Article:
To achieve a successful download, we will create a small, custom credential helper for Git, and tell DataLad about it with a provider configuration. First, we will store the password on your system. Create a personal access token on GitHub, and, for simplicity, write it into a text file github in your home directory. Please do note that it is highly discouraged to store passwords in plain files, and only done for demonstration here.

Next, we will write a credential helper that will retrieve this password. Open your .gitconfig file in your home directory, and add the following contents to it, replacing the user name placeholder with your GitHub handle:

[credential "https://raw.githubusercontent.com"]
        username = <your-user-name-here>
        helper = "!f() { echo \"password=$(cat ~/github)\"; }; f"

This configuration will be queried by Git when a URL matches https://raw.githubusercontent.com and runs the helper, which here is a shell function that prints the string password= and the content of the file containing the token. This function is rudimentary, but does the job for this illustration.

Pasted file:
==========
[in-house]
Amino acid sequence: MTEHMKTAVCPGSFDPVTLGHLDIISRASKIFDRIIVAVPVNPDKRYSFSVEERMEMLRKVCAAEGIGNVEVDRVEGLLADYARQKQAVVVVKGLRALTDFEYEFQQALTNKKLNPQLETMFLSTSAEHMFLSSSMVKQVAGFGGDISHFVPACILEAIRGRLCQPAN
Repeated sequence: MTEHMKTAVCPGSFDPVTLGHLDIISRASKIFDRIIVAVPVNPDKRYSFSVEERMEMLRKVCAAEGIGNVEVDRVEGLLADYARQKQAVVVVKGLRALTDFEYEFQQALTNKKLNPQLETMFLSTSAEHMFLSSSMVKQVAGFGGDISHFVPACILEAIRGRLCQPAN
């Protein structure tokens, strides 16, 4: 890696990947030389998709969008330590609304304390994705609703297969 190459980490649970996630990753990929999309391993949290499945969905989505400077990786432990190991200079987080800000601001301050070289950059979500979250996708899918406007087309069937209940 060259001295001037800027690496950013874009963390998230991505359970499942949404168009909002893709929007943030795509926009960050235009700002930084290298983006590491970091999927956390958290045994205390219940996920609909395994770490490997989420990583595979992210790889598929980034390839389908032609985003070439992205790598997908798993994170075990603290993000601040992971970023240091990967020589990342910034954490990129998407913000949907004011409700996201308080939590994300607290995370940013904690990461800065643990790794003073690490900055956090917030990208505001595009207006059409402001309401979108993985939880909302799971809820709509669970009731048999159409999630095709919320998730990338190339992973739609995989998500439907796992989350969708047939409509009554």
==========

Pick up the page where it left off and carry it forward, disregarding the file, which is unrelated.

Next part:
Finally, we will teach DataLad to use on this configuration to authenticate. For this, create a new dataset, and, with your favorite editor, create a new provider configuration .datalad/providers/github.cfg in it. Depending on your editor, you will need to create the directory providers under .datalad first. This provider configuration should contain the following:

  url_re = https://.*github.*\.com
  authentication_type = http_basic_auth
  credential = data_example_cred
  type = git

Importantly, the type key should specify git, the provider:<name> name should match the name of the provider configuration filename, the url_re should be a regular expression that can match the credential URL in your .gitconfig file, and the credential value should be the same string as the [credential:<credential>] name. With this setup, a datalad download-url succeeds, authenticating via the Git credential helper.

Git authenticating via DataLad’s credential system

Not only can DataLad use Git’s credential system, Git can also query credentials from DataLad. This requires DataLad version 0.16 or higher, and a Git configuration pointing to the credential helper git-credential-datalad for a given URL scheme:

[credential "https://*data.example.com"]
   helper = "datalad"

To find out more about DataLad’s integration with Git’s credential system, take a look into the more technical documentation at docs.datalad.org/credentials.html and docs.datalad.org/design/credentials.html.